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As web designers, we’ve grown pretty good at understanding how to create a modern, semantic, accessible website using XHTML and CSS. We understand what makes a good website, and how to make it happen.

When it comes time to design emails though, do all the same rules apply? Are there things we should be doing specifically for email that don’t make sense on a website? In this article we’ll discuss the technical, design and information elements that make up a successful HTML email.

The quick and dirty guidelines

If you want to dive right in and just need some direction, here’s the outline:

  • Don’t waste your readers’ time — An email inbox is a busy place, you won’t get much attention.
  • Permission matters — Not only do you need to have permission to email people, but it helps to remind them of how they gave you permission, as specifically as you can.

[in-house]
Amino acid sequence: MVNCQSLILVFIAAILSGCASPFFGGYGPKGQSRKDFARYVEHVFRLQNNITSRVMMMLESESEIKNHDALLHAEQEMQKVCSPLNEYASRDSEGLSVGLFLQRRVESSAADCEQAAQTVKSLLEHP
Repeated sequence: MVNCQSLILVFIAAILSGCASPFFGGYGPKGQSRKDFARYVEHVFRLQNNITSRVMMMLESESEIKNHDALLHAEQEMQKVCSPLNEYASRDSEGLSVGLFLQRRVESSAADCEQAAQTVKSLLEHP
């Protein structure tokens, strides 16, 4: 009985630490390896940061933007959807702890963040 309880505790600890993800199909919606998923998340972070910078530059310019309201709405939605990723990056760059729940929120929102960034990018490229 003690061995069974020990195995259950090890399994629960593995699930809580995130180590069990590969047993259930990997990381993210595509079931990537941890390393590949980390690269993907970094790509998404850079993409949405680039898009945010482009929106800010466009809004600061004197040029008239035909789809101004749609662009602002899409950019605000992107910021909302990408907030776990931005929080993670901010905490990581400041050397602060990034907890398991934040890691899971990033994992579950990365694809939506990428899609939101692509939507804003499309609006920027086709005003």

• Relevance trumps permission — Just having permission is not enough, the content you are sending must also be relevant.
  • Make unsubscribing easy — There’s no point emailing people who are not interested.
  • Image blocking is common — You can’t rely on people actually seeing your images.
  • Bring back tables — Structural tables are still often necessary for creating columns.
  • Add inline styles — Gmail removes anything else.
  • Don’t forget your plain text version — You can make blocks of text more readable.
  • Meet your legal obligations — For example, CAN-SPAM for US senders.
  • Test, test, test — It’s the only way to be confident about your design working.

It’s 2009: What’s changed?

If you’ve seen our earlier guidelines, you’ll notice this years are quite similar. It’s certainly true that support for XHTML and CSS in email clients has not seen big improvements since our last review of email design.

However, through the work we’ve been doing with the Email Standards Project we’re hoping to see some changes soon. This last year has also seen a push by ISPs and email providers to consider relevance as key part of defining spam, which will impact on the kind of content you should send.